In a relatively short meeting this Tuesday, the Birmingham City Council approved a change to citywide zoning regulations that will incentivize the reuse of historic buildings throughout the city in the interest of preserving Birmingham’s historic architectural character.
The change, referred to as an Adaptive Reuse Incentive Overlay (ARI), will create incentives for landowners to reuse Birmingham’s historic buildings rather than demolish them and build new ones in their place.
“The intent of this ARI is to implement the framework plans by facilitating the conversion of older, economically distressed, historically significant buildings to apartments, live-work units or mixed-use developments,” said Tim Gambrel, chief planner for the city of Birmingham. “This will help to reduce vacant space as well as preserve the city’s architectural and cultural past and encourage the development of those types of developments in the city’s commercial and industrial centers and corridors.”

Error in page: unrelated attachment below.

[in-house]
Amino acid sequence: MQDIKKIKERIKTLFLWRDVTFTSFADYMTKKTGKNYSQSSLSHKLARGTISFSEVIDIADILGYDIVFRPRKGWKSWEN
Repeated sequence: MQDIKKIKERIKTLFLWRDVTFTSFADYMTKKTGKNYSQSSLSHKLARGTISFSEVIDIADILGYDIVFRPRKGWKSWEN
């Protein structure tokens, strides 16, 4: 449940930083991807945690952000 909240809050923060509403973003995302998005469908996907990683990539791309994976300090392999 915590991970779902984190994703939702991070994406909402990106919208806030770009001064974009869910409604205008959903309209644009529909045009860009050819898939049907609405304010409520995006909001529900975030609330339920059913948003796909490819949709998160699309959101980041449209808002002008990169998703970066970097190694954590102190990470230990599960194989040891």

The ordinance will apply to buildings that are at least fifty years old and deemed “significant, either historically or architecturally,” under standards set by the secretary of the interior. Developers will be expected to adhere to certain historic preservation standards so that these buildings’ historic character is preserved.
The council also approved the transfer of $5,000 to the Jones Valley Teaching Farm, a local farm dedicated to providing publicly accessible urban farming education opportunities for poor and needy citizens of Birmingham.
In other news, the council also approved the following:
- Payment to the Alabama Fire College for additional paramedics and EMTs to assist during the upcoming World Games.
- An agreement with Alabama Power to install and maintain electrical facilities to help with the expansion of Birmingham’s new Rapid Transit bus system for the upcoming World Games.